This is really wonderful and quirky and bittersweet and formally singular in ways that are completely in line with my taste, and I really enjoyed watching it.
What can be said about Seven Samurai that hasn't been said already? It's truly one of the greatest films ever made, a slow burn epic that allows the audience to be immersed in the story gradually, and remains a cultural and historical touchstone while removing all cultural and historical barriers to understanding its milieu. The opening section—by which I mean the first two or so hours of the film—is a patient, tender, humorous approach to world-building, in which each character…
The rarest gem of all: a work of political art in which form is as radical and revolutionary as the ideas in play, but feels neither academic, nor didactic. Pontecorvo's malleable construction of the film—image and sound dutifully take on the identity of the characters on screen, seamlessly oscillating between a guerrilla realism reflective of the revolutionary fervour of the Algerian resistance, or a chillingly methodical stillness reminiscent of the French army's disciplined brutality—is a stroke of genius. This is…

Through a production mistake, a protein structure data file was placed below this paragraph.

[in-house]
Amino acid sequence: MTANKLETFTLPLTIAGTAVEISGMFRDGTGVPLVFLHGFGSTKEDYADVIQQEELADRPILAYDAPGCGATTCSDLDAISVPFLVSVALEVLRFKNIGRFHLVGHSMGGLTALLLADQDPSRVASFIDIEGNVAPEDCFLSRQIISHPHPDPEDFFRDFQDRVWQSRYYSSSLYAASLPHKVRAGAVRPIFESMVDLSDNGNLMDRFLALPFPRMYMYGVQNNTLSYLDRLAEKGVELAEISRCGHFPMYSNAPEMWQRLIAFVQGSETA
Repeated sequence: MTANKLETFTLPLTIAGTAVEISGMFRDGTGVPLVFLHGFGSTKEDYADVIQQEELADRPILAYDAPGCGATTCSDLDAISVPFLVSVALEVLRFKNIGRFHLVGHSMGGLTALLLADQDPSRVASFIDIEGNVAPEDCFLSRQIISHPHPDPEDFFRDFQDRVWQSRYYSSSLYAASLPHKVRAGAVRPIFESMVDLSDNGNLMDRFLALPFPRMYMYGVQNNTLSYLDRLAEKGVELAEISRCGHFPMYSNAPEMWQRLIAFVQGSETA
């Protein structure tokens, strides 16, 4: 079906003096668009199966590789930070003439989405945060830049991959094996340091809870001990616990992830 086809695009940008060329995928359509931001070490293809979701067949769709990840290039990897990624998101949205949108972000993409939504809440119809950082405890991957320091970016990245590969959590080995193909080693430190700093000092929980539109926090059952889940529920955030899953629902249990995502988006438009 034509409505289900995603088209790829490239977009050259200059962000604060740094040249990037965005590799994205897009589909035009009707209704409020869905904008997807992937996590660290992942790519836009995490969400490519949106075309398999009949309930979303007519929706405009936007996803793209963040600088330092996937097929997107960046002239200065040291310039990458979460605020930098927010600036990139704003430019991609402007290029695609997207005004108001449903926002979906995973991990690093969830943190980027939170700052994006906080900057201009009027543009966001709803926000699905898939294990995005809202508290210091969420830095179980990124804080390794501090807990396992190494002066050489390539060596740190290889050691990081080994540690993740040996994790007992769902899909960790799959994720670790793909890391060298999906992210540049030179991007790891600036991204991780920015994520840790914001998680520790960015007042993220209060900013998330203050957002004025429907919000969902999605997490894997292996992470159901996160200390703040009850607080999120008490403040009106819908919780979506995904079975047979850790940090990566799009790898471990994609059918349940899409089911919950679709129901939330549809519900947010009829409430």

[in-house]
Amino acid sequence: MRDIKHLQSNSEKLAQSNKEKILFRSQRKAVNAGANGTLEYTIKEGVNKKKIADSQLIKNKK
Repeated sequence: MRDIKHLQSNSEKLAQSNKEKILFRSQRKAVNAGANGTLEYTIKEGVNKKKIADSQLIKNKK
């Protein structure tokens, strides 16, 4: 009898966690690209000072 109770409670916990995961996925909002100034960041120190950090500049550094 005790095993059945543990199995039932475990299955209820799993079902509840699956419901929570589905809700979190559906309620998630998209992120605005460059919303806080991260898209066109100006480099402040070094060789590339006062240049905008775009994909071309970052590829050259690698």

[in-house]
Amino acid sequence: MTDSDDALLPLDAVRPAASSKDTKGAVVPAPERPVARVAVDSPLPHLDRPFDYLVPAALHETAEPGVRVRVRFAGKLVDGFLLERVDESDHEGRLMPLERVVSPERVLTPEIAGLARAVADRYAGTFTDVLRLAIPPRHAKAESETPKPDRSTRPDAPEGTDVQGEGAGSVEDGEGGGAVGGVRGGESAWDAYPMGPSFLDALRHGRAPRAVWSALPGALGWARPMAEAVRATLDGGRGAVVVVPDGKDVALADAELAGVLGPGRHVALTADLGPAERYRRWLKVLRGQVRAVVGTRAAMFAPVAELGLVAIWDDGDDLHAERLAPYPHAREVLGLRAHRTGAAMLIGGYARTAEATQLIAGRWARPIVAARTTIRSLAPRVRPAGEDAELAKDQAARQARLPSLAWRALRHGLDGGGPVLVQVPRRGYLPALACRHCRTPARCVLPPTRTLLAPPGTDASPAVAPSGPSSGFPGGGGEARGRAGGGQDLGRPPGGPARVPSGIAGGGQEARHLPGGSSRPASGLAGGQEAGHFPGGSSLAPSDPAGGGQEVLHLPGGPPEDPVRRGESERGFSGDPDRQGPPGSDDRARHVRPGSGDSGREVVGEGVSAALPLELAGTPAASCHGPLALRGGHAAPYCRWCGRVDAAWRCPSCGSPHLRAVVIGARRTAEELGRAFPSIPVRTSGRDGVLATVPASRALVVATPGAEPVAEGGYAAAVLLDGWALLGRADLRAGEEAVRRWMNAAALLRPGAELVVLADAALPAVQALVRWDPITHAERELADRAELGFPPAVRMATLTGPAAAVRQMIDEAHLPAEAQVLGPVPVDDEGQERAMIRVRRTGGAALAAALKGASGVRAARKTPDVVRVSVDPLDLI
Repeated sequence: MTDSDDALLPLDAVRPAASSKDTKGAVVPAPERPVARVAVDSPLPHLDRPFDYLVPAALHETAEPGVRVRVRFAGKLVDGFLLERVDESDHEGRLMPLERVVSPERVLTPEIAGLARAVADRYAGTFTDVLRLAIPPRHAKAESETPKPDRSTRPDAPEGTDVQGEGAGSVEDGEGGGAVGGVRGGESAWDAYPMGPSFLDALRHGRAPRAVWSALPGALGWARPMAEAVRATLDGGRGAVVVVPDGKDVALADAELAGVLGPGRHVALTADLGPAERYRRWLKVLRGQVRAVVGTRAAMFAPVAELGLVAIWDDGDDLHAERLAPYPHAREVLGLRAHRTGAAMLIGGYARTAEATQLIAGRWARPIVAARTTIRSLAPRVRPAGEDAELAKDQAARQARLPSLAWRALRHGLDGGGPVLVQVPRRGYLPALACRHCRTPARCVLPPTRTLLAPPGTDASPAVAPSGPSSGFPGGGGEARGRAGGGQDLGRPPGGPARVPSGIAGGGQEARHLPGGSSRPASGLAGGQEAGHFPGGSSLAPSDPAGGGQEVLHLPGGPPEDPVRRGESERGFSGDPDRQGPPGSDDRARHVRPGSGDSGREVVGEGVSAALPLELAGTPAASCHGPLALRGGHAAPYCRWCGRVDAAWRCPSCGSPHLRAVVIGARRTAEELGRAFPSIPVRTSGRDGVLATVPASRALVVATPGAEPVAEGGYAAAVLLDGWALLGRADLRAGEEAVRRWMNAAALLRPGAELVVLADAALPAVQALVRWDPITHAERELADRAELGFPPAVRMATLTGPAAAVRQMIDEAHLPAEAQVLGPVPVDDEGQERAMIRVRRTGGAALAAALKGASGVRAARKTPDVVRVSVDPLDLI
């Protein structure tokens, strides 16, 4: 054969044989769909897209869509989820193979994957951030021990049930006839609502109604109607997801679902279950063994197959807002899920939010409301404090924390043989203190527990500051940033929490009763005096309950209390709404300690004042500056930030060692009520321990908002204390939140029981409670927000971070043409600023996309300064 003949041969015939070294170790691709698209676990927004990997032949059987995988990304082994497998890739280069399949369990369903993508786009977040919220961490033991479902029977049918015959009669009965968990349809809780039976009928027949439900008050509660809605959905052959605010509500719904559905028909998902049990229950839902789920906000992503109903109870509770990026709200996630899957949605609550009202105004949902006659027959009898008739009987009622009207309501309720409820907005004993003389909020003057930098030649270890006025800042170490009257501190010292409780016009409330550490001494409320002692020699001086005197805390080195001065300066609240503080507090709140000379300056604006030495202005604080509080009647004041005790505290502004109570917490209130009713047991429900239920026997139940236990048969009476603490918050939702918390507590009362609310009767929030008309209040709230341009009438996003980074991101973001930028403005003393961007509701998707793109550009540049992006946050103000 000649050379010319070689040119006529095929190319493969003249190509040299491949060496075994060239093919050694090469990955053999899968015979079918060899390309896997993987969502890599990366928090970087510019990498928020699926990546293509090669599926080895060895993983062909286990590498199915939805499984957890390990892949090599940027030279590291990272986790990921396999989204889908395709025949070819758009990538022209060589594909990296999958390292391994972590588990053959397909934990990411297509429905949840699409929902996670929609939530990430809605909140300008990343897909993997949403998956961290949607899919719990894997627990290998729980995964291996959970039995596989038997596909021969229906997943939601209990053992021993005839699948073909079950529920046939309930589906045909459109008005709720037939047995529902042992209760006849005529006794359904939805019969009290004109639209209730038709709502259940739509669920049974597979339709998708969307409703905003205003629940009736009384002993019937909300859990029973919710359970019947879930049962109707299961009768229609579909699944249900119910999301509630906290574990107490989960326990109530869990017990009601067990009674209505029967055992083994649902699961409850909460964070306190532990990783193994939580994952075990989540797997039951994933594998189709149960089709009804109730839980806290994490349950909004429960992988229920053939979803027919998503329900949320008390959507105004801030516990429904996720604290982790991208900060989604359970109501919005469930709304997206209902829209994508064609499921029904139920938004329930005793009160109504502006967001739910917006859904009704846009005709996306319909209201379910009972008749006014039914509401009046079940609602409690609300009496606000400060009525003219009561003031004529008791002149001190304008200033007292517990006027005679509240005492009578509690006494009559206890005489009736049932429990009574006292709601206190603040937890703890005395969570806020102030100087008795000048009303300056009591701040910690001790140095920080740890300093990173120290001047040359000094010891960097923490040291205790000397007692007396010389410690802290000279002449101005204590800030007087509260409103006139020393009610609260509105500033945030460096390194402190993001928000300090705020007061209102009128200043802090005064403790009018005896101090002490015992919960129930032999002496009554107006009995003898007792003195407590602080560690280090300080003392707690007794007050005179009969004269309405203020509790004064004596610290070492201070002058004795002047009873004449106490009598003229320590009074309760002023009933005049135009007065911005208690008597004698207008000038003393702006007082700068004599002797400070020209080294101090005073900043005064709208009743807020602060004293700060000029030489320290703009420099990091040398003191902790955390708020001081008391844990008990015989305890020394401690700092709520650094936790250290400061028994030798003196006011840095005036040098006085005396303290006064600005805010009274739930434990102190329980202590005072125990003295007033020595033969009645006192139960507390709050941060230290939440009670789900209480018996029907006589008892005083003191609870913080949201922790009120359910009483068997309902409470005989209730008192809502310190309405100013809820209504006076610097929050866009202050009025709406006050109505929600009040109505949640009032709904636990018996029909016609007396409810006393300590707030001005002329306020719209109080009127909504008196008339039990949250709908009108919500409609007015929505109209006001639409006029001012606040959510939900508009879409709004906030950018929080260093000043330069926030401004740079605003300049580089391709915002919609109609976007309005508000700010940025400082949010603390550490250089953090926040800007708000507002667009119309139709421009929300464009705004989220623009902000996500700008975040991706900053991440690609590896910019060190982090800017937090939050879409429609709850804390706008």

It's quite a remarkable achievement to make such a beautifully photographed film at only 88 minutes feel like a real bore, but Pawlikowski does it.
The storytelling structure —brief snapshots across the years of the progression of two lovers' romance— makes it incredibly difficult for the film to develop either of the two main characters, or for the audience to become invested in them at all. They are rough sketches, drawn in very grand cinematic images, but their feelings and…